How Chinese, Russian hackings ‘forced’ Microsoft to “step back for a moment” – Times of India

Microsoft, which has been criticised for its ‘inability’ to stop hackers tied to the Chinese government targeting US departments, is reportedly working on its “most ambitious security overhaul in two decades.” The Windows maker, which is the world’s largest seller of cybersecurity products, has been called on by the authors of a report by US Cyber Safety Review Board to institute urgent reforms.

Hackings on US government’s digital infrastructure

The US government has deployed Microsoft’s products to thwart all foreign government hacking attempts. Microsoft’s cybersecurity operation generates more than $20 billion in sales per year and has been among the company’s fastest growing sources of revenue, a report by Bloomberg said. It added that several of the anti-hacking tools are sold as a bundle with Microsoft’s software.
“It [Microsoft] is a critical partner in the government’s cyberdefense initiatives, with almost unparalleled insights about hackers’ activities and sweeping capabilities to disrupt their operations,” the report said, pointing out that a number of high-profile hacking prompted policymakers, security experts and competitors to criticise the company for its failure to curb those attacks.
Since 2021, government-backed hackers have targeted Microsoft products and its customers.
2021:Chinese hackers exploited vulnerabilities in Microsoft’s email servers, compromising customer accounts. They then publicly disclosed the flaws, leading to further attacks.
2023: Chinese hackers breached email accounts of 22 US federal agencies, including those of officials involved in China policy.
March 2024: Microsoft revealed Russian hackers used a basic method to access emails of executives, security specialists, and lawyers. The attackers also obtained some source code and confidential communications.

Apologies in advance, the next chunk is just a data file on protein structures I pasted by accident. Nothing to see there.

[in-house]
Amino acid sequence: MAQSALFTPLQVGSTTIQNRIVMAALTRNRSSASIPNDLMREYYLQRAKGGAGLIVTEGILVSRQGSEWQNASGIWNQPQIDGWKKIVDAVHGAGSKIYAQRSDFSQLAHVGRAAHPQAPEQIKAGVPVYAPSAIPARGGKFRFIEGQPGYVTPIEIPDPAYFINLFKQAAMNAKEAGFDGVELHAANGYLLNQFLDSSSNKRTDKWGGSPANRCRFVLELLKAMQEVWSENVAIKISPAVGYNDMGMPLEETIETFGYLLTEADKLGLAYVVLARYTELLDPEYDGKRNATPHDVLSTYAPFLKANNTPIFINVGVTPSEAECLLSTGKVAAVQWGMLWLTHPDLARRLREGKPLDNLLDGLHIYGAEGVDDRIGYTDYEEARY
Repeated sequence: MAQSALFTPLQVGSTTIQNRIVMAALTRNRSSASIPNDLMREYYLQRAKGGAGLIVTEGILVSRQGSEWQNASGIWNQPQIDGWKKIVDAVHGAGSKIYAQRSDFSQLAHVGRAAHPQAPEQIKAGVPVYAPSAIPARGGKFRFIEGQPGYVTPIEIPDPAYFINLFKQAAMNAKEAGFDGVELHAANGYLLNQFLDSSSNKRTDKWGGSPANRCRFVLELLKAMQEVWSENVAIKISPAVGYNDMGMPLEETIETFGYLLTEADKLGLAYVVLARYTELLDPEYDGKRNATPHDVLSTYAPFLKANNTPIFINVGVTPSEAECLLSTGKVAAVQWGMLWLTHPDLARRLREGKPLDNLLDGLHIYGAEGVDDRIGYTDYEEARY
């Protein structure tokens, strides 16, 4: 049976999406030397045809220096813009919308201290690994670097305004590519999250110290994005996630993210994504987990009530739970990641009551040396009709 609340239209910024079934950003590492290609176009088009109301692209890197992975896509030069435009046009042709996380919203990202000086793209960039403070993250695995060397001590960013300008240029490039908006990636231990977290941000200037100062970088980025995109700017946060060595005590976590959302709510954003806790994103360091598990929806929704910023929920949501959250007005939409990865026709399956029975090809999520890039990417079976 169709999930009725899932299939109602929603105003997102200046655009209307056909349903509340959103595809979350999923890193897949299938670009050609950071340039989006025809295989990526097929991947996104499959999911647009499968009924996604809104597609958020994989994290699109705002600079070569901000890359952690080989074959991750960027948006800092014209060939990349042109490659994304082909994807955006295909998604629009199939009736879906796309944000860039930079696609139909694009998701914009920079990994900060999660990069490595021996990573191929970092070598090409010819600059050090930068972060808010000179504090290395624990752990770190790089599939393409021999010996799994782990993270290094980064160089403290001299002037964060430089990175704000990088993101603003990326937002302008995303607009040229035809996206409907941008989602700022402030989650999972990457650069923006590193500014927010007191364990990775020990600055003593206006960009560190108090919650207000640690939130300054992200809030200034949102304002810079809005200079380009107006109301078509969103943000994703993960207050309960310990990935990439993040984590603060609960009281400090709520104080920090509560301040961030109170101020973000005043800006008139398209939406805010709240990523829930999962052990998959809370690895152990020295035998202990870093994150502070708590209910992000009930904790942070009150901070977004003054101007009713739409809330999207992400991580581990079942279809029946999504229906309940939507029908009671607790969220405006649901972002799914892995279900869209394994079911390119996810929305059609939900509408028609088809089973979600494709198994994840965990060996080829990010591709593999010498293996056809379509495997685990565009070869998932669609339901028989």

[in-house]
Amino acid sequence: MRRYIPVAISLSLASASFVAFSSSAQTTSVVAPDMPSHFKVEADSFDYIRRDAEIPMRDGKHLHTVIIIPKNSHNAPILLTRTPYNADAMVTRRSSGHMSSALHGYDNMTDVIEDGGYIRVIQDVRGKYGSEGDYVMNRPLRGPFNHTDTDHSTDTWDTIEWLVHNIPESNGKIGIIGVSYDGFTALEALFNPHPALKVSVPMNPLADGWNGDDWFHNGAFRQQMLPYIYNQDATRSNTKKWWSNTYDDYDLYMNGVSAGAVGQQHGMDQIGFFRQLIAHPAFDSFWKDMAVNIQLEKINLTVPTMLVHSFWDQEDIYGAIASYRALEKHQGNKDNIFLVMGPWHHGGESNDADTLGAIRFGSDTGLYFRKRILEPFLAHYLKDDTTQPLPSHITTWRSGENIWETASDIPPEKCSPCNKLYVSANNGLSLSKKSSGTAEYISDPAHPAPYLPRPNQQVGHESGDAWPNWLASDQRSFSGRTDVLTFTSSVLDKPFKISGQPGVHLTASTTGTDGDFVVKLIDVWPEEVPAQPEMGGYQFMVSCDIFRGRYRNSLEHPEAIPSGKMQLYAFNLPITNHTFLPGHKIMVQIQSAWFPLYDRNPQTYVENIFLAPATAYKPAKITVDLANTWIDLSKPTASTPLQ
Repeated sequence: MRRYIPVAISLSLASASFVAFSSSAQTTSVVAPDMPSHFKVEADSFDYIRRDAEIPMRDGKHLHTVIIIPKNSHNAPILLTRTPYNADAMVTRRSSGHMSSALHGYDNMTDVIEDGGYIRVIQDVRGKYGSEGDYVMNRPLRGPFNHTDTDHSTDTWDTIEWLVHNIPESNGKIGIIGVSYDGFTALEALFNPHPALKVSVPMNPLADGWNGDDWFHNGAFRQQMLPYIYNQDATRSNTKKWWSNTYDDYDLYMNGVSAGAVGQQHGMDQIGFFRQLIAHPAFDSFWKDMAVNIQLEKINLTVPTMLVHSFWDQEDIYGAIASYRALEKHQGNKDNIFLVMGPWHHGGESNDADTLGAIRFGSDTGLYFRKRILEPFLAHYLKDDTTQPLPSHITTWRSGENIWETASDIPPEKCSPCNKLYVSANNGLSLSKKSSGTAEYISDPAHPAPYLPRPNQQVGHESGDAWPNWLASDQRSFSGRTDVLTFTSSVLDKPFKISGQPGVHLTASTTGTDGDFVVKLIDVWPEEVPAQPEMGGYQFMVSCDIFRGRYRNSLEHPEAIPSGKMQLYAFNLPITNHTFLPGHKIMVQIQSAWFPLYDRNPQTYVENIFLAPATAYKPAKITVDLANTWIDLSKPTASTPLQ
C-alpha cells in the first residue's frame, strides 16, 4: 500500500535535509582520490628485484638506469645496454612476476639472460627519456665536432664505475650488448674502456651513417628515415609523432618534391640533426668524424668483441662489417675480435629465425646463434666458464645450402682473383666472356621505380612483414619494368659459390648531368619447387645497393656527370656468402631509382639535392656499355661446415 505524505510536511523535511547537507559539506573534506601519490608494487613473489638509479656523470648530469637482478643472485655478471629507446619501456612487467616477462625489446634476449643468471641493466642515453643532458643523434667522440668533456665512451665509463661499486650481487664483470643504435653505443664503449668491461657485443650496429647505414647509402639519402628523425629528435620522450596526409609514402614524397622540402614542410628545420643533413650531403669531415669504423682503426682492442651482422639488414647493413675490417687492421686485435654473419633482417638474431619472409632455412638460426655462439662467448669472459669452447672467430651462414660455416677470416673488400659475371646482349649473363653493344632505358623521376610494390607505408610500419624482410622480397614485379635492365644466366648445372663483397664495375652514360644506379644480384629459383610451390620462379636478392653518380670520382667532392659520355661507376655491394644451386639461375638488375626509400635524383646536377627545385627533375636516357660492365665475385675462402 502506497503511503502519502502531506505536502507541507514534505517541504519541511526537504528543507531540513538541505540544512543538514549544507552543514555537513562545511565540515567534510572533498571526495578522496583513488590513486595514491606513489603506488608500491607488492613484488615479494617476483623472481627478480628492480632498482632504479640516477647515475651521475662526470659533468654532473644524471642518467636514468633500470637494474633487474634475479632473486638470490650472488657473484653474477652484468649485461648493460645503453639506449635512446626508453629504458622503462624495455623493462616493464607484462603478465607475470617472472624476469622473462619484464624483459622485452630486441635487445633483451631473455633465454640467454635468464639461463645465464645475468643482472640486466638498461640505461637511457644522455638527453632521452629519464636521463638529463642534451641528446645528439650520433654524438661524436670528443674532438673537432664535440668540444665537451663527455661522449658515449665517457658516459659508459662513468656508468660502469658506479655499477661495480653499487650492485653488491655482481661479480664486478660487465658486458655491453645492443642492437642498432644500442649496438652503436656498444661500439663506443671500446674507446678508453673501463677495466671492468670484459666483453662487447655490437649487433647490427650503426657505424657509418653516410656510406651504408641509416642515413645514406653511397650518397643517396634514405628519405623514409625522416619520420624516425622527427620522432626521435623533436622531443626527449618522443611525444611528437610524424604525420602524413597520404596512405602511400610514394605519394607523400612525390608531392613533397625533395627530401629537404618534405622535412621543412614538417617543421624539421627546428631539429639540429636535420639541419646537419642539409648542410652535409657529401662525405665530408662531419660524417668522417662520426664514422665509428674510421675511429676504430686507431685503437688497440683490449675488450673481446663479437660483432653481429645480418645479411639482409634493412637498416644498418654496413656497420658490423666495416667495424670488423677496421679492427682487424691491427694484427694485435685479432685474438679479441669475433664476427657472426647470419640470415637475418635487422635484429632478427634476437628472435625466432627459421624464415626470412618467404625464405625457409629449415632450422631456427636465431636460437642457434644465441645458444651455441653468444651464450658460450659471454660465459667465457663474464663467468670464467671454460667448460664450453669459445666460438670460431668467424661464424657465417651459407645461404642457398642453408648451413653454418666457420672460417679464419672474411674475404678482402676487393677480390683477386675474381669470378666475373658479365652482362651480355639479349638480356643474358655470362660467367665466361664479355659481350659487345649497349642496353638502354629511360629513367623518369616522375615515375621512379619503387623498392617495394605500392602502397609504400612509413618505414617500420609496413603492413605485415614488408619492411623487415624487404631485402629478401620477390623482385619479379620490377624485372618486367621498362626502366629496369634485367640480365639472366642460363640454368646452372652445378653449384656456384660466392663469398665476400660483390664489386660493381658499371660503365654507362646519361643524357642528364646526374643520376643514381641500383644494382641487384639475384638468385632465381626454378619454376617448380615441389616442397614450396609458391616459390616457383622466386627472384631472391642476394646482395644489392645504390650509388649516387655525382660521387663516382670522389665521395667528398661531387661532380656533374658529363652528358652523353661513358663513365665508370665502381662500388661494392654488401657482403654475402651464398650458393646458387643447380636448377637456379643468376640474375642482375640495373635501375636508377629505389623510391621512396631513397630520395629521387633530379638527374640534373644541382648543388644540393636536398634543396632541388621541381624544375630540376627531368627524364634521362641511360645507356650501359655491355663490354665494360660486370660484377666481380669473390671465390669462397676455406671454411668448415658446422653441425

April 2024: Cybersecurity officials confirmed compromised emails included US federal agencies. An emergency warning urged affected agencies to check for attempts by Russian hackers to use stolen login credentials.

Steps that Microsoft will take to strengthen its systems

According to Microsoft’s security chief Charlie Bell said that hackers are “incredibly good at collecting data over time, gathering and gathering more and more momentum and then figuring out how to keep parlaying that into more and more success.
He said that a number of cases prompted the company executives to say: “Well, let’s step back for a moment.” This reportedly resulted in the Secure Future Initiative, a company-wide security reboot that aims to better position Microsoft to combat current threats as well as future ones that may be powered by AI.
Among other steps, Microsoft reportedly says it will move faster to address cloud vulnerabilities, make it harder for hackers to steal credentials and automatically enforce multi-factor authentication for employees.
Microsoft said that it will leverage AI and automation to enhance software security, and prioritise using programming languages considered more secure. Additionally, Microsoft will bolster security protocols to make it more difficult for attackers to exploit stolen credentials or access tools for data theft and the company aims for a 50% faster response time to mitigate vulnerabilities, particularly in cloud-based systems.
Microsoft is planning to remove old or unused accounts as well as applications that are no longer supported by software updates or meet new security standards. They removed over 1.7 million inactive accounts and 730,000 outdated or non-compliant applications.
Microsoft has enforced MFA on over 1 million internal accounts across development, testing, demos, and production environments. New digital IDs for employees and vendors now require video calls with managers and the issuance of short-lived credentials for new hires and vendors. These measures aim to make impersonation and ID theft more difficult.

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